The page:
Ben’s forecast for a Yankee decline rests on the idea that though the 2015 core was overpaid, it provided value that will likely dwindle over the next few years. And while this is true, it doesn’t take into account the group whose value will presumably increase between now and 2018. The progression of Gregorius, Eovaldi, Severino, Pineda, Castro, Bird and Judge, plus any additions Cashman makes over the next few off-seasons, should counteract some of the graying and keep the Yankees above water. Like the 2013-15 Yankees, the 2016-18 squads will feature several high-mileage players trending downward. But unlike recent teams, these next few will also include a promising group of youngsters.

The Yankees are rebuilding, but so far they’ve managed to prepare for the future without totally sacrificing the past. It’s a tough act to pull off, but right now it appears to be working.

They likely won’t be great team at any point during the next three years, but the Yankees might very well be better from 2016-18 than they were from 2013-15. At the very least it remains quite possible they remain above .500 and in playoff contention each season until the 2018 cavalry comes to join the prospects and restore the Yankees to glory.

Lead photo: Noah K. Murray/USA Today Sports

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3 comments on “How the Yankees can remain contenders through their rebuild”

Les Schraeder

Cashman has done a masterful job of keeping the Yankees relevant. With Teixeira and Beltran scheduled to come off the books this year and perhaps even C.C., the team will be in a position to make more moves. It all comes together after 2017 when A-Rod and C.C. will be gone. It appears that there is enough up and coming prospects to fill some of the voids. Exciting times are ahead for Yankee fans.


I like Cashman and while he has done a very good job keeping the Yankees in contention year after year he has also done a very poor job in giving out monster contracts, overpaying players and providing no trade clauses. It seems most of the time he does either a great job or a terrible job. Let’s not forget that all the contracts we are waiting to get off the books are Cashman deals, unless we all want to blame ownership.


Great article, many of my friends have been talking about this exact theory. The Yanks unfortunately cannot be that team that says hey we are out by 6 games after the all star break and we do not have a championship team so lets trade Cano before he becomes a free agent. They also never draft at top of the the Draft. So Cash has to rebuild while keeping the owners happy which means fans in the seat and team interesting. He has the toughest GM position in baseball and I think he is the best at it. I also think he cannot miss on any of our prospects and trade them away because we need to build a young core. I think we have something exciting going on and my idea of what the Yankees will look like in 2019 will be a little different from what many feel they should look like but if they somehow contend the next three years and who nows maybe get lucky and have a huge playoff run which is a crap shoot anyways and win another World Championship it should never change the plan which is the 2018 free agency class.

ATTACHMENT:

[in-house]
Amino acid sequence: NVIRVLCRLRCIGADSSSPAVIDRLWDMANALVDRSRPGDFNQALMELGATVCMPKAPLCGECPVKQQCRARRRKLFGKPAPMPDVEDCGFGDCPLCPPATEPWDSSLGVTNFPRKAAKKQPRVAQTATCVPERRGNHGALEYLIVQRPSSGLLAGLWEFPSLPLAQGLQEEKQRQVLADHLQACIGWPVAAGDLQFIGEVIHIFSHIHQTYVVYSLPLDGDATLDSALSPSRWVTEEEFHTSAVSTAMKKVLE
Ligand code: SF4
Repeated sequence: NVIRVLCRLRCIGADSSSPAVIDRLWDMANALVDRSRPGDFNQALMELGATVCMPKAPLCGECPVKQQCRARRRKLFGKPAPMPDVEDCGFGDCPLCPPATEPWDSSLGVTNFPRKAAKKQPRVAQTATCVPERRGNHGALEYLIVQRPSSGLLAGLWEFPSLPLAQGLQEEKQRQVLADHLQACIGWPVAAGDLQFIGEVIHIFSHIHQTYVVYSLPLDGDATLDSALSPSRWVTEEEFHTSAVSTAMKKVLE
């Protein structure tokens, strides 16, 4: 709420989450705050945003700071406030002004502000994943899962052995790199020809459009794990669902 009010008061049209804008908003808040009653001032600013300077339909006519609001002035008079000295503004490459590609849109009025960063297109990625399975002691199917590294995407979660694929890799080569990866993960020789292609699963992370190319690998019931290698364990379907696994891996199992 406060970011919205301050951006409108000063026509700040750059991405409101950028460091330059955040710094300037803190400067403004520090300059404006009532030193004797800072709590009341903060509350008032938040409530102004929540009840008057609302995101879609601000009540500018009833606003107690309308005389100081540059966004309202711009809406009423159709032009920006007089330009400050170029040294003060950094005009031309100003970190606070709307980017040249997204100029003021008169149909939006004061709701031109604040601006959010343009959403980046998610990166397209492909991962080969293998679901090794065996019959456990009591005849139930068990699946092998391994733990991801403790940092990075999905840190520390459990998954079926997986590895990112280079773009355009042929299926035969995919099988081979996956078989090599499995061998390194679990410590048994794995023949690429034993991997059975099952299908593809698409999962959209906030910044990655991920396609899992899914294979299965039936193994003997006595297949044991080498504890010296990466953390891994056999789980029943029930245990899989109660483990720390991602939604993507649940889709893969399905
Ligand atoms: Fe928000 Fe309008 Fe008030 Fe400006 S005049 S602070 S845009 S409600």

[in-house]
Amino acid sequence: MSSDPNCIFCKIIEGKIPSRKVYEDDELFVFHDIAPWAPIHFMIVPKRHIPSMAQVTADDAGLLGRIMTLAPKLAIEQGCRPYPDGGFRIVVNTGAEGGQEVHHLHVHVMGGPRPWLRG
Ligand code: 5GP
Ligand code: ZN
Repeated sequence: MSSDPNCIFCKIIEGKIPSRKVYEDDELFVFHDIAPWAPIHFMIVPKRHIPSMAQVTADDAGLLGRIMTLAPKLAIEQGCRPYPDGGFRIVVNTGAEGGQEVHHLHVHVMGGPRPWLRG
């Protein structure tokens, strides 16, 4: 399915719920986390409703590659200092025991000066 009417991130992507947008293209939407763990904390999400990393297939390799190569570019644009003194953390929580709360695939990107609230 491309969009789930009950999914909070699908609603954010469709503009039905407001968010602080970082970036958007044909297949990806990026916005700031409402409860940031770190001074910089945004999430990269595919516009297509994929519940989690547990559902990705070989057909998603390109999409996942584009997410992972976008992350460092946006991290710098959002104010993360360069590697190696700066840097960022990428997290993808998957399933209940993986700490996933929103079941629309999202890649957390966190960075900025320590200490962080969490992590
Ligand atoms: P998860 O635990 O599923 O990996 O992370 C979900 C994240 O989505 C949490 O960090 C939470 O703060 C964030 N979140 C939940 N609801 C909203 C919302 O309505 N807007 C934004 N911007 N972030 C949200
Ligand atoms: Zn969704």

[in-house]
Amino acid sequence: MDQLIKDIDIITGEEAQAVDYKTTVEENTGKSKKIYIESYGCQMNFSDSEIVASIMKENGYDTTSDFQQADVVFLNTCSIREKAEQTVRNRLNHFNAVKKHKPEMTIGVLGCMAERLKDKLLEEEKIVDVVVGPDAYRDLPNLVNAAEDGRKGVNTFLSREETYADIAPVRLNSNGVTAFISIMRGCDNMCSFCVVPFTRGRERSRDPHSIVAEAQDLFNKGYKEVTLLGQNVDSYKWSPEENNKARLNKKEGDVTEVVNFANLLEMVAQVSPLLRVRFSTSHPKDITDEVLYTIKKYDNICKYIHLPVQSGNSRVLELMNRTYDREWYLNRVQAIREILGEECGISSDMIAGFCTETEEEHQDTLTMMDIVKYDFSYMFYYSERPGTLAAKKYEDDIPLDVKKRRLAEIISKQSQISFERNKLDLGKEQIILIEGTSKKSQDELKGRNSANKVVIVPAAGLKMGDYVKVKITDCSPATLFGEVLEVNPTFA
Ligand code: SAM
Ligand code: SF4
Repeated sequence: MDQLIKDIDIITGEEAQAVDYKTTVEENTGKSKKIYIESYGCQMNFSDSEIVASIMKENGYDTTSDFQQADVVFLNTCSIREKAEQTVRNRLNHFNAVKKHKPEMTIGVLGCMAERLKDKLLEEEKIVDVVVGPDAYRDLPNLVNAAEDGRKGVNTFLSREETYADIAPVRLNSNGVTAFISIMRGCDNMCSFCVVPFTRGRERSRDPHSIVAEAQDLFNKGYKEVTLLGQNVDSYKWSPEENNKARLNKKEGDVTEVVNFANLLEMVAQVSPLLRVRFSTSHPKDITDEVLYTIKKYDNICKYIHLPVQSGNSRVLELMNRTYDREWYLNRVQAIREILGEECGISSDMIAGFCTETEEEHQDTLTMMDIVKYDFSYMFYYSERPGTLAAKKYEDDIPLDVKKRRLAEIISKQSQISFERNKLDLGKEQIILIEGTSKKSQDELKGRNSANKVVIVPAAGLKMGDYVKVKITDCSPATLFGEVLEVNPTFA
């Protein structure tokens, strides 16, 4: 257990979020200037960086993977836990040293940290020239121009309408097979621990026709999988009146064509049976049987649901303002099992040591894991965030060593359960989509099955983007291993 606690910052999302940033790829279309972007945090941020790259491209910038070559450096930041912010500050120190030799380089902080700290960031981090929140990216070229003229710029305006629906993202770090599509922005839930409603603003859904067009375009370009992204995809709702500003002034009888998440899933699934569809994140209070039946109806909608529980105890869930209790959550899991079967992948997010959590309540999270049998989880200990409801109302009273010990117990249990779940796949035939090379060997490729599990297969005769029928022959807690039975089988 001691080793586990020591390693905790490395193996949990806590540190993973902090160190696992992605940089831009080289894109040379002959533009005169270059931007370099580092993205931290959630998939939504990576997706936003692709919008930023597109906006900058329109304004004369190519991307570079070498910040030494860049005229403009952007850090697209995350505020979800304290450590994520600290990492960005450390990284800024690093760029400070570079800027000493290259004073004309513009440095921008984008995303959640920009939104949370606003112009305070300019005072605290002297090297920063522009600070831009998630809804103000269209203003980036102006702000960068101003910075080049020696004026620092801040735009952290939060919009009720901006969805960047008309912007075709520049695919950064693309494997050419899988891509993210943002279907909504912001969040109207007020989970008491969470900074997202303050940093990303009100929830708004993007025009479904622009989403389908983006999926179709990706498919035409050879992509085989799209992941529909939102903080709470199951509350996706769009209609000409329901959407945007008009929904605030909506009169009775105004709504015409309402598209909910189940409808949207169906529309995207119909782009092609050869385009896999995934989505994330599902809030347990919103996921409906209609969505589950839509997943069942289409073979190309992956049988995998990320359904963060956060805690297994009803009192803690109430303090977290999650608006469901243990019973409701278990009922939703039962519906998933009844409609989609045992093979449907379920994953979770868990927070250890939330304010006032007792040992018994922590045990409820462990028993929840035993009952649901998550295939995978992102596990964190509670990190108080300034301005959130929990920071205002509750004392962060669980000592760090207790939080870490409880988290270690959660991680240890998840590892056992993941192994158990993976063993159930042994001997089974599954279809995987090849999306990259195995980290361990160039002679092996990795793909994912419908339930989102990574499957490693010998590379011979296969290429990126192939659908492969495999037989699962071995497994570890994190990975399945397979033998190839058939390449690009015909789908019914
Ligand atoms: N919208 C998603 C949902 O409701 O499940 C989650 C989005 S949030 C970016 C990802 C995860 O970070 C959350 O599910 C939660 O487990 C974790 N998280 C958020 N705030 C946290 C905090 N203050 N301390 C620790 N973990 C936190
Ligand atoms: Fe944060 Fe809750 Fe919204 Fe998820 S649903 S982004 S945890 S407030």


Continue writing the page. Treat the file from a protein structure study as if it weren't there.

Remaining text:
Heres my NY Yankees roster in 2019:

Catcher Gary Sanchez and Luis Torrens
1st Bird
2nd Mateo
3rd Arnaldo (this is a big iffy and a theory but we trade Didi and others for him)
SS Holder (yes his bat which has potential with little miss and gold glove is our SS)
Outfield: Judge in RF, Harper in LF, Elsbury, Heathcott, Hicks CF
Bench: Castro, Refsnyer

Starters: Severino, Kaprilean, Clarkin, Acevedo, and Harvey (Tanaka hopefully stays healthy and takes opt out and we choose not to resign)
Relievers: Chapman, Betances, Lindgren, Pazos, Rumbelow, and Goody